combination techniques.  The references to method combination throughout
this document will be further specified in a future draft.

%Methods can be combined by means of the {\bf run-super} construct.
%The {\bf run-super} construct allows a method to specialize a ``super''

\endSection%{Method Combination}


The {\bit metaclass\/} of an object is the class of its class.  The metaclass
determines the form of inheritance used by its classes and
the representation of the instances of its classes.  The metaclass mechanism
can be used to provide particular forms of optimization or to tailor
the \OS\  for particular uses (such as the implementation of other
object languages---like Flavors, Smalltalk-80, and Loops).

Any new metaclass must define the structure of its instances, how their storage
is allocated, how their slots are accessed, and how slots and methods are
inherited.  The protocol for defining
metaclasses will be discussed in the chapter ``Meta-Object Protocol.''

\beginsubSection{Standard Metaclasses}

The \OS\  defines a number of {\bit standard metaclasses}.  These include
the following:
{\bf standard-type-class}, {\bf structure-class}, and {\bf class}.

The class {\bf standard-type-class} is a superclass of all the classes
that correspond to the standard Common Lisp types specified in
{\it Common Lisp: The Language\/} by Guy L. Steele Jr. except {\bf atom} and
{\bf common}.  These types are listed in Figure~1-1.
This metaclass allows the special kind of class
inheritance rules that are needed to handle the classes that 
correspond to the standard Common Lisp types.
It is not possible to make an instance
of a class whose class is {\bf standard-type-class} using the function
{\bf make-instance}.  
%It is possible to define methods for built-in classes.

The class {\bf structure-class} is a subclass of {\bf standard-type-class}.  
All classes defined by means of {\bf defstruct} are instances or
{\bf structure-class} or a subclass of {\bf structure-class}.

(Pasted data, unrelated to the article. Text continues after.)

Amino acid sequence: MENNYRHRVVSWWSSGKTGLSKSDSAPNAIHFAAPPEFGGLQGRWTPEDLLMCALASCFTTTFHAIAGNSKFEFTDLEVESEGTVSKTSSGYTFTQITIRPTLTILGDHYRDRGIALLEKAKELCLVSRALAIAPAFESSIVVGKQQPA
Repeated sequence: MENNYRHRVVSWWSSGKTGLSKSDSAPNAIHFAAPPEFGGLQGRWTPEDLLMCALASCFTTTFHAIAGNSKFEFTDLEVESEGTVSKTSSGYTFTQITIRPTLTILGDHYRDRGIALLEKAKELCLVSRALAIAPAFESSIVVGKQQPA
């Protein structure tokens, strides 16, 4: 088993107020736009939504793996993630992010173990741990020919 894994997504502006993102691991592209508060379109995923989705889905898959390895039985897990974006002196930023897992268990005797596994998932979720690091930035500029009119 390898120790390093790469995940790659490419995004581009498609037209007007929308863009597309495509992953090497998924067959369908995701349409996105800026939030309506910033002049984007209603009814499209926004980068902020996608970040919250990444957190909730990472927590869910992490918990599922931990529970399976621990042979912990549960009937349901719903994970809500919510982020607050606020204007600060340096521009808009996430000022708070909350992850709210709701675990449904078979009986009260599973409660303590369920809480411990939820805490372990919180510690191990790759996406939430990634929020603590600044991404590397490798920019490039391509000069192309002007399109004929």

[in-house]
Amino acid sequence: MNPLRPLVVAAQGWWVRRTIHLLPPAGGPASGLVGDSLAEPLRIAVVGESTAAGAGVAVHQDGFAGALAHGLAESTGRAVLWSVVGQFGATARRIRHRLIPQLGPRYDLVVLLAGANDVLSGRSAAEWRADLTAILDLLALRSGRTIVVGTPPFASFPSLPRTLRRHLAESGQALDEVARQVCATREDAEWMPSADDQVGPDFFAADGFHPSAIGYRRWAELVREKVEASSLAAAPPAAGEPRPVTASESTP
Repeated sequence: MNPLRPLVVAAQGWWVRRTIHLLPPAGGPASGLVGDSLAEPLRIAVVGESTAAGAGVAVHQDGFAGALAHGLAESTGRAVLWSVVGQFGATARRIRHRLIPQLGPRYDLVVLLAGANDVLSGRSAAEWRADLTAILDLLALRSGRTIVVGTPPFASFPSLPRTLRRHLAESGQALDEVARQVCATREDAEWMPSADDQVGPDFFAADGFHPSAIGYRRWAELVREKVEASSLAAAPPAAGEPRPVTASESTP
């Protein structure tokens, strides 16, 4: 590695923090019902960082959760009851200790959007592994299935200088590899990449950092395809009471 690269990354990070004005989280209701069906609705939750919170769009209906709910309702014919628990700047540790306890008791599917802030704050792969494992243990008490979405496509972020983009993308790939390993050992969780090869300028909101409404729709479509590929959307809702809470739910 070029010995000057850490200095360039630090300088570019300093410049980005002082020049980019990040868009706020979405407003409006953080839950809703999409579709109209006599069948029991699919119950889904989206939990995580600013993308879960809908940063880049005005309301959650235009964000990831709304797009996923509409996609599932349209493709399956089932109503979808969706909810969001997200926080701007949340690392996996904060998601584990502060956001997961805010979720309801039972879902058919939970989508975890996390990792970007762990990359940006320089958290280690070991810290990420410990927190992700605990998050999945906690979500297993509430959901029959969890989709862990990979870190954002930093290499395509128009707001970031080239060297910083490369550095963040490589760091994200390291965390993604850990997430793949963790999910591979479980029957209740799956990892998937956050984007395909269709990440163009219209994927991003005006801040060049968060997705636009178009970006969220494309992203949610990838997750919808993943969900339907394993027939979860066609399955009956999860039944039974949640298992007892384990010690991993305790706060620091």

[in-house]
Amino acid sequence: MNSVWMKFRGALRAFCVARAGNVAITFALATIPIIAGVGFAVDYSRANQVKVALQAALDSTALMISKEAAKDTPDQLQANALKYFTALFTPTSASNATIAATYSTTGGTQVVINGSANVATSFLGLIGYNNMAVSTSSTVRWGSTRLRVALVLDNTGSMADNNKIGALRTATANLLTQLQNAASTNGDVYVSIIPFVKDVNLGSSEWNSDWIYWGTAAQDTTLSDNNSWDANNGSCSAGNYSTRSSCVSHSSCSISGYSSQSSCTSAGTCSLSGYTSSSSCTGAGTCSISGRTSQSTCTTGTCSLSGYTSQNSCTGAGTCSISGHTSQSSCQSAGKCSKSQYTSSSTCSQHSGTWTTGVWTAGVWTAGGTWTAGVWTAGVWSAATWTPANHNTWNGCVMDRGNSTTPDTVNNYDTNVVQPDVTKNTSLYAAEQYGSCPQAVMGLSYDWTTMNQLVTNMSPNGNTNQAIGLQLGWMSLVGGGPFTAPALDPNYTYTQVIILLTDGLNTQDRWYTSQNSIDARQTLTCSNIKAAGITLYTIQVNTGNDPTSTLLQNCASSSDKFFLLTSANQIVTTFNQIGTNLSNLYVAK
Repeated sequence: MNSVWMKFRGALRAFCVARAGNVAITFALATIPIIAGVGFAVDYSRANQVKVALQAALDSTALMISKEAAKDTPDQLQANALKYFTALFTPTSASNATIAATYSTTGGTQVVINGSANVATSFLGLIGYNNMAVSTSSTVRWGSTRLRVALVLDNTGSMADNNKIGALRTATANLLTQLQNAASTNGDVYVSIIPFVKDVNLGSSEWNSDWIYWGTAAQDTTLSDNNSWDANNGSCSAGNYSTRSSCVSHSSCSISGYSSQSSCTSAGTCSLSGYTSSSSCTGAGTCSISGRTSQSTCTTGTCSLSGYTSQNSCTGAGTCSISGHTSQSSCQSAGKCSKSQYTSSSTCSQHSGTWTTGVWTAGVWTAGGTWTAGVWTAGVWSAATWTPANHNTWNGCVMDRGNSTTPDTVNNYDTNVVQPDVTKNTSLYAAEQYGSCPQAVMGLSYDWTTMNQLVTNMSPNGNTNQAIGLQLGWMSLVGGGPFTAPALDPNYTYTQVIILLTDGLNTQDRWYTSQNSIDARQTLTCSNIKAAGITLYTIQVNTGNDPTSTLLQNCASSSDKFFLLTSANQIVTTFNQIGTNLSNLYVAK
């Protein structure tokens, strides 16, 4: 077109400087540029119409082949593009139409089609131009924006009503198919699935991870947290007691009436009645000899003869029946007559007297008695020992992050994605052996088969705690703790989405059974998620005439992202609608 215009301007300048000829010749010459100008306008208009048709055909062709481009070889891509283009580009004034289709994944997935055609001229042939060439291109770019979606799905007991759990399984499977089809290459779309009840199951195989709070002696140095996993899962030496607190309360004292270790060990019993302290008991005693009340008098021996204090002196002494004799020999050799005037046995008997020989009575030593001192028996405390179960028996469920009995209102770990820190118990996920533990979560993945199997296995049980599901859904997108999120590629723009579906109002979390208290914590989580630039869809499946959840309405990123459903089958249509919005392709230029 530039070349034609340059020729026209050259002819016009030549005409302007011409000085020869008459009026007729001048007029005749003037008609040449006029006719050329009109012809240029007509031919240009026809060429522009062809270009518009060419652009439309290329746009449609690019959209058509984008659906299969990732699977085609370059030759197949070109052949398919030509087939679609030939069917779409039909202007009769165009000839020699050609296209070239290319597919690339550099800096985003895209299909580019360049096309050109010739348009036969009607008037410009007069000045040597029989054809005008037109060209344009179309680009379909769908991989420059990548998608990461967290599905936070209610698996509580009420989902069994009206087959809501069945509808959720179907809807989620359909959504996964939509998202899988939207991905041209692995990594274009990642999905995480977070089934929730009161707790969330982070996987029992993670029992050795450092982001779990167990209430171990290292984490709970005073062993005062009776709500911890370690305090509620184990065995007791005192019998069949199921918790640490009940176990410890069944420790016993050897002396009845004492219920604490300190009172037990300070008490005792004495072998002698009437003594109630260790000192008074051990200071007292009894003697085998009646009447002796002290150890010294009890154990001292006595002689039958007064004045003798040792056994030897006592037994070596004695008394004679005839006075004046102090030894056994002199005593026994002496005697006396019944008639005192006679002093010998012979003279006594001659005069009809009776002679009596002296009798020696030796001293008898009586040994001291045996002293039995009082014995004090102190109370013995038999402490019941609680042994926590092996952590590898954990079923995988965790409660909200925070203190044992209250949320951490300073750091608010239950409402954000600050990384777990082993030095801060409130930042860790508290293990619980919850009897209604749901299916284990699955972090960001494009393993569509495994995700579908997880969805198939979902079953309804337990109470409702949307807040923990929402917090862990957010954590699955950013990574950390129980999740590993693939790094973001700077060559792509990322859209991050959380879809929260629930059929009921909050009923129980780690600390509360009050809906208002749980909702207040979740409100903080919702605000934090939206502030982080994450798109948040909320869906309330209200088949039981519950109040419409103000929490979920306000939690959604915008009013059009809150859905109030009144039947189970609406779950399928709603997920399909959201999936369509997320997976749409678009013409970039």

%The use of {\bf defstruct} implicitly defines a new class which is an
%instance of {\bf structure-class}.

%Instances of {\bf primitive-lisp-type-class} are classes that correspond
%to the basic Common Lisp types.  
%While all classes that correspond to the types
%listed in Figure~1-1 must be instances of either {\bf structure-class}
%or {\bf primitive-lisp-type-class}, no implementation is {\it required\/} to
%have any class that is an instance of {\bf primitive-lisp-type-class}.

\beginsubSection{Integrating Types and Classes}

The \OS\  maps the Common Lisp type space into the space
of classes.  
Figure~1-2 displays part of the lattice of classes that are instances of
a subclass of {\bf standard-type-class}.

Creating a type by means of {\bf defstruct} also creates a class in
this lattice.  Such a class is an instance of {\bf structure-class}
and an immediate subclass of the class that
corresponds to the type given as its
{\bf :includes} argument.  If no such type was specified, it
is an immediate subclass of the class {\bf t}.

The following precedence relations hold among classes:
{\bf list} has precedence over {\bf symbol} (for {\bf nil});
{\bf array} has precedence over {\bf sequence} (for vectors);
{\bf vector} has precedence over {\bf simple-array} (for simple-vectors);
{\bf bit-vector} has precedence over {\bf simple-array} (for simple-bit-vectors);
and {\bf string} has precedence over {\bf simple-array} (for simple-strings).

The classes {\bf number}, {\bf integer}, {\bf rational}, {\bf float},
{\bf list}, and {\bf sequence} are {\bit abstract classes}, that is,
they can never be directly instantiated.  The function {\bf class-of}
will never return one of these classes.

\endsubSection%{Integrating Types and Classes}

\beginsubSection{Lattice of classes that are instances of standard-type-class}
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}\caption{This figure shows all required subclass relationships among the classes that\break
are instances of
standard-type-class, with the exception of classes defined by means of\break
defstruct.  Implementations may choose to impose additional ones.}


%Includes objects for classes, objects for methods, objects for generic functions.

%Use: efficiency in implementation; experimentation.

%Allows for variations in the representation of objects, the syntax of
%methods, the combination of methods.

%Can be used to provide tuning and optimization for a particular application.